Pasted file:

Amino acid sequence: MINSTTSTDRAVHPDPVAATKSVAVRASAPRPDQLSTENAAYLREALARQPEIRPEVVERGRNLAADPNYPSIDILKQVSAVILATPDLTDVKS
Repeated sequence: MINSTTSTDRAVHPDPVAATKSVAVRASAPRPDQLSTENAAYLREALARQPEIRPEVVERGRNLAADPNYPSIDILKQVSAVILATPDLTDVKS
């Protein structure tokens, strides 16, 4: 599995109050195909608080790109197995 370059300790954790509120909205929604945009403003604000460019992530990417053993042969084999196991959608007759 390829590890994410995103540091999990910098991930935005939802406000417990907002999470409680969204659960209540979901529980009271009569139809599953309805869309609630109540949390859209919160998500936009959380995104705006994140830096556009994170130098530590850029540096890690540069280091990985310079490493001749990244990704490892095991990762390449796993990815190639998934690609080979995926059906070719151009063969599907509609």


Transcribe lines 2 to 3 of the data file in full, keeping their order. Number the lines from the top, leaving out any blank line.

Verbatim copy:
Repeated sequence: MINSTTSTDRAVHPDPVAATKSVAVRASAPRPDQLSTENAAYLREALARQPEIRPEVVERGRNLAADPNYPSIDILKQVSAVILATPDLTDVKS
């Protein structure tokens, strides 16, 4: 599995109050195909608080790109197995 370059300790954790509120909205929604945009403003604000460019992530990417053993042969084999196991959608007759 390829590890994410995103540091999990910098991930935005939802406000417990907002999470409680969204659960209540979901529980009271009569139809599953309805869309609630109540949390859209919160998500936009959380995104705006994140830096556009994170130098530590850029540096890690540069280091990985310079490493001749990244990704490892095991990762390449796993990815190639998934690609080979995926059906070719151009063969599907509609």